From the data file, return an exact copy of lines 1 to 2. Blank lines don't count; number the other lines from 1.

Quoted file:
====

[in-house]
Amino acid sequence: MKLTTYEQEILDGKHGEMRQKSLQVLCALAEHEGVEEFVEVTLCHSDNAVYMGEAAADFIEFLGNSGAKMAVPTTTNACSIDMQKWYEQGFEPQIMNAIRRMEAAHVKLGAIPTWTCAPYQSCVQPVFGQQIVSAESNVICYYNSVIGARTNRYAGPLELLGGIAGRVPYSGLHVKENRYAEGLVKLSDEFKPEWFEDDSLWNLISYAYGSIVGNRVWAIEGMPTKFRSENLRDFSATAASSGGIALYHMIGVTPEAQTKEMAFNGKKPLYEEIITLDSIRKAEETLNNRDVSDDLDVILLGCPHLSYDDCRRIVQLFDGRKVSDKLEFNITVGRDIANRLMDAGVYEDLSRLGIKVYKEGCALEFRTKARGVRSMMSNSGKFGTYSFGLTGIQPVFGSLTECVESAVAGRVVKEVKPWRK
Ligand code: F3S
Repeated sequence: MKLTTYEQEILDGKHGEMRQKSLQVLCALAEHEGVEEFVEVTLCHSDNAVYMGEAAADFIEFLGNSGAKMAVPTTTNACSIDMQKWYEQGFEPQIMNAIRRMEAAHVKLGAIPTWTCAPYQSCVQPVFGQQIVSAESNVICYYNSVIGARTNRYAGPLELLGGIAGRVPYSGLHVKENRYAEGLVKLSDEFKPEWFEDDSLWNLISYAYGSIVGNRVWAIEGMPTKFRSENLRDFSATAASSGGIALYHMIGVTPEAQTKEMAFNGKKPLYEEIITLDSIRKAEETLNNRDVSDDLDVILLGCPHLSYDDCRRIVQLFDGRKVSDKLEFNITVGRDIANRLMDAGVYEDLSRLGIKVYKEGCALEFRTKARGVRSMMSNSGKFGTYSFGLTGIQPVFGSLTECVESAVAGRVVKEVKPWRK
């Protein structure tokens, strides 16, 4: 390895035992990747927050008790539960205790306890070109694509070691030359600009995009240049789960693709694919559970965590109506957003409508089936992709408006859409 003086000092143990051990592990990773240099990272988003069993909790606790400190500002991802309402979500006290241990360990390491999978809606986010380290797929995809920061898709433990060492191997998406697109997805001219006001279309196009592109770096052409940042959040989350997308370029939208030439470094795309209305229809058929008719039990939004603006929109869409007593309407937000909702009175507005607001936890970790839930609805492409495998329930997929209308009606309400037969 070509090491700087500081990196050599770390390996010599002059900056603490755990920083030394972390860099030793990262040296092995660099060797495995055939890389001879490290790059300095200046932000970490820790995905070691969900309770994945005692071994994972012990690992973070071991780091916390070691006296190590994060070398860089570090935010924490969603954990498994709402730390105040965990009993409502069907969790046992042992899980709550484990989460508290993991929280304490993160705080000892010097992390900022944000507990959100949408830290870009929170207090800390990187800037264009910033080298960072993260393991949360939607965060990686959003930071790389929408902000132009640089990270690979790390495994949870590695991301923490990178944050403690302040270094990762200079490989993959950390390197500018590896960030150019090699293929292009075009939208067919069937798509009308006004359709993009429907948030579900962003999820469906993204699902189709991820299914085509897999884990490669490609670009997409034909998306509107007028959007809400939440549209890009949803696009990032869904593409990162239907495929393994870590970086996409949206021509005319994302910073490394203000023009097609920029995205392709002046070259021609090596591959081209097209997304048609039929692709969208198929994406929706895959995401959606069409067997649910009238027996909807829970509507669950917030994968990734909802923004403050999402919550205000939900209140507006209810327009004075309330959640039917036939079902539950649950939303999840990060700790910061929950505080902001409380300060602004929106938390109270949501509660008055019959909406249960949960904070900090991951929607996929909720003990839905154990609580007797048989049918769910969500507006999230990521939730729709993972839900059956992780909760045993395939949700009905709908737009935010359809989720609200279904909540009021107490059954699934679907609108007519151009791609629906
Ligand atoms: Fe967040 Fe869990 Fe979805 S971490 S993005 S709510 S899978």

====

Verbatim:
[in-house]
Amino acid sequence: MKLTTYEQEILDGKHGEMRQKSLQVLCALAEHEGVEEFVEVTLCHSDNAVYMGEAAADFIEFLGNSGAKMAVPTTTNACSIDMQKWYEQGFEPQIMNAIRRMEAAHVKLGAIPTWTCAPYQSCVQPVFGQQIVSAESNVICYYNSVIGARTNRYAGPLELLGGIAGRVPYSGLHVKENRYAEGLVKLSDEFKPEWFEDDSLWNLISYAYGSIVGNRVWAIEGMPTKFRSENLRDFSATAASSGGIALYHMIGVTPEAQTKEMAFNGKKPLYEEIITLDSIRKAEETLNNRDVSDDLDVILLGCPHLSYDDCRRIVQLFDGRKVSDKLEFNITVGRDIANRLMDAGVYEDLSRLGIKVYKEGCALEFRTKARGVRSMMSNSGKFGTYSFGLTGIQPVFGSLTECVESAVAGRVVKEVKPWRK